Two demonstrations a day in Brussels

“With an average of two demonstrations a day and a corresponding annual growth rate, Brussels could well be considered the world capital of demonstrations.”

This terse statement was taken from the doctoral thesis presentation of a University of Antwerp (UAntwerpen) researcher, Ruud Wouters. His subject was the treatment of demonstrations by two Flemish television networks, Eén (VRT) and VTM. Ruud Wouters points out that this statement is not his own but comes from his university’s communications service, which itself did not conduct a comparative study of demonstrations on an international level. Regarding the City, he also points out that Brussels is not THE world demonstration capital, but one of the capitals.

 

The researcher based his findings on two simple sources: the Brussels Capital-Ixelles area police census of all demonstration that took place on its territory between 2003 and 2010, and the researcher’s own account of the treatment of the demonstrations by the two networks. The results are that only 11% of these demonstrations are covered by VRT and VTM.

 

The respective mayors of the City of Brussels and Ixelles, Freddy Thielemans (PS) and Willy Decourty (PS), call for an “open” approach to demonstrations. “The right to peaceful assembly is a fundamental right in a democratic society,” they explain.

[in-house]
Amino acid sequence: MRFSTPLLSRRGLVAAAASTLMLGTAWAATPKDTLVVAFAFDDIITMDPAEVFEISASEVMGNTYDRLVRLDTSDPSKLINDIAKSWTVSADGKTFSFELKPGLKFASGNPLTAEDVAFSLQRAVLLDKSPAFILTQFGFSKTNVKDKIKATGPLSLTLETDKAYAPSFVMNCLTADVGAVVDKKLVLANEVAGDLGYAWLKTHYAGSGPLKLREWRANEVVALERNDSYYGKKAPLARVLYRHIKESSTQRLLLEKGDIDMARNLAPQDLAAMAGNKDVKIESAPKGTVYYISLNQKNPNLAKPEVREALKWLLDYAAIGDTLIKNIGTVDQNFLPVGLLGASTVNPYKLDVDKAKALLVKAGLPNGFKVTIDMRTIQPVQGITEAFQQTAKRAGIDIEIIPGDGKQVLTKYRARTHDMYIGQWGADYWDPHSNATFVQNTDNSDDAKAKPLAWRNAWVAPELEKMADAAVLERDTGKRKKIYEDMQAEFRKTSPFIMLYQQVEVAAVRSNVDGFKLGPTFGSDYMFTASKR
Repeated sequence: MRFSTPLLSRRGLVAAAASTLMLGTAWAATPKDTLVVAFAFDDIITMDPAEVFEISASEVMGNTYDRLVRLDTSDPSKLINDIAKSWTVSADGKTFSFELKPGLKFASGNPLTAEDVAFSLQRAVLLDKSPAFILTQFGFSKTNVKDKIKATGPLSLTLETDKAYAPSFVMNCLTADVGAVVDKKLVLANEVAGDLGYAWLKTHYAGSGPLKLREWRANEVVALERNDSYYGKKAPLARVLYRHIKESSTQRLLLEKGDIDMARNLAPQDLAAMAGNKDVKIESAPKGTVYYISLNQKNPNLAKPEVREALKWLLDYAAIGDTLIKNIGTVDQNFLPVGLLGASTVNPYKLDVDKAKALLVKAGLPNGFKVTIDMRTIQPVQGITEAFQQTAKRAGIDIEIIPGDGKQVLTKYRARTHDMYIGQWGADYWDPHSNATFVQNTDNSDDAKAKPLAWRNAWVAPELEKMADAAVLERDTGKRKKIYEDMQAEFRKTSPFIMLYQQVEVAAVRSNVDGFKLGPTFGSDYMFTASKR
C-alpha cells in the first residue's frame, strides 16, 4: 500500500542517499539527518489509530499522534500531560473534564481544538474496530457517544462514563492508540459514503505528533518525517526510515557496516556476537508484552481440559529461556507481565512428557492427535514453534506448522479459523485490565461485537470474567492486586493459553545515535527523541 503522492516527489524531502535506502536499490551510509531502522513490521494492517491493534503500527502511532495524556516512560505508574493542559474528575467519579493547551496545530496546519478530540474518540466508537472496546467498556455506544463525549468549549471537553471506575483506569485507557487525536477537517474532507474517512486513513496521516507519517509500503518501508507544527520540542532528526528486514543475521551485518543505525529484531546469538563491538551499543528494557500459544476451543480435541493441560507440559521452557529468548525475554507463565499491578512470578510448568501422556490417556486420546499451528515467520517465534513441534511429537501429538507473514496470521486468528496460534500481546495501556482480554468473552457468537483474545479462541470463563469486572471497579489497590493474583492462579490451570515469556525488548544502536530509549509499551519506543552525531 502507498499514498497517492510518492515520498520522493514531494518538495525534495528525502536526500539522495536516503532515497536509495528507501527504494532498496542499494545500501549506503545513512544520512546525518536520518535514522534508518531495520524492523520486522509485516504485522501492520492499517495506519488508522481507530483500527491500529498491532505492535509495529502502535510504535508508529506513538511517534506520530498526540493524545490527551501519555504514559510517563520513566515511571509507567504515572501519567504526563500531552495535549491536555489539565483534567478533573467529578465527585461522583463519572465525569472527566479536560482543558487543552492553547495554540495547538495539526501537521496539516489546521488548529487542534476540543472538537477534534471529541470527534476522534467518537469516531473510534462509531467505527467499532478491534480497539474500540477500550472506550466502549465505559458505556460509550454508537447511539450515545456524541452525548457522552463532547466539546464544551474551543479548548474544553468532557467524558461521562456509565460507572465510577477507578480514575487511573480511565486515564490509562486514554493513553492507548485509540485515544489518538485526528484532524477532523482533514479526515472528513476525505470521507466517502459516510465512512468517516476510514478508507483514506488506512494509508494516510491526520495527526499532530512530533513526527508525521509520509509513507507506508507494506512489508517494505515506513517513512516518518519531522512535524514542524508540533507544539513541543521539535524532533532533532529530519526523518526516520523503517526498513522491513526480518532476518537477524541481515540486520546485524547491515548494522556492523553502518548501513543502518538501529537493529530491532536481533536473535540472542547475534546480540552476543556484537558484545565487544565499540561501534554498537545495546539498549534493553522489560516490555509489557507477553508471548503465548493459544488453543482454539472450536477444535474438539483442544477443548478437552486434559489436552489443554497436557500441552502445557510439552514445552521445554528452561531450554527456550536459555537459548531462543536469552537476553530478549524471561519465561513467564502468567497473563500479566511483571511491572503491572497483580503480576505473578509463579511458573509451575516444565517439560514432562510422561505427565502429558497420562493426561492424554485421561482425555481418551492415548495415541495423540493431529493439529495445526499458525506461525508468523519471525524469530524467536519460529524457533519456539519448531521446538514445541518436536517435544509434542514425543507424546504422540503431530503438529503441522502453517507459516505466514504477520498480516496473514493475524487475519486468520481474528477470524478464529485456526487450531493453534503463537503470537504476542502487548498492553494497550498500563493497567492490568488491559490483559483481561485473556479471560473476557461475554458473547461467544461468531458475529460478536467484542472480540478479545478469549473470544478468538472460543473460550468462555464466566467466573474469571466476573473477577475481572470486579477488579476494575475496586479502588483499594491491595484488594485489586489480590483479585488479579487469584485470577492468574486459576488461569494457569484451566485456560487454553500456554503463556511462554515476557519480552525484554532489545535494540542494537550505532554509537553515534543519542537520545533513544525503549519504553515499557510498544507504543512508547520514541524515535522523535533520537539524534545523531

However, the right to demonstrate is still defined by police regulations. A protest demonstration’s organizer must send a written request to the local police that includes a number of elements: the name and address of the organizer, the event’s purpose, the date and time planned for the assembly, the planned route, an estimate of the number of participants and the organizer’s plans for maintaining order.

 

The right to demonstrate is also subject to some restrictions and bans. For example, it is forbidden, without authorization, to cover one’s face in a public area by exaggerated makeup, masks, or any other means. Some places and areas are also subject to restrictions. Those include the UNESCO area around the Grand Place, a set perimeter around the European Parliament and the “neutral zone” that includes Parliament, the Royal Palace and Brussels Park. A demonstration planned for a green space is subject to a request to Brussels-Environment.

 

PIERRE VASSART

FABRICE VOOGT

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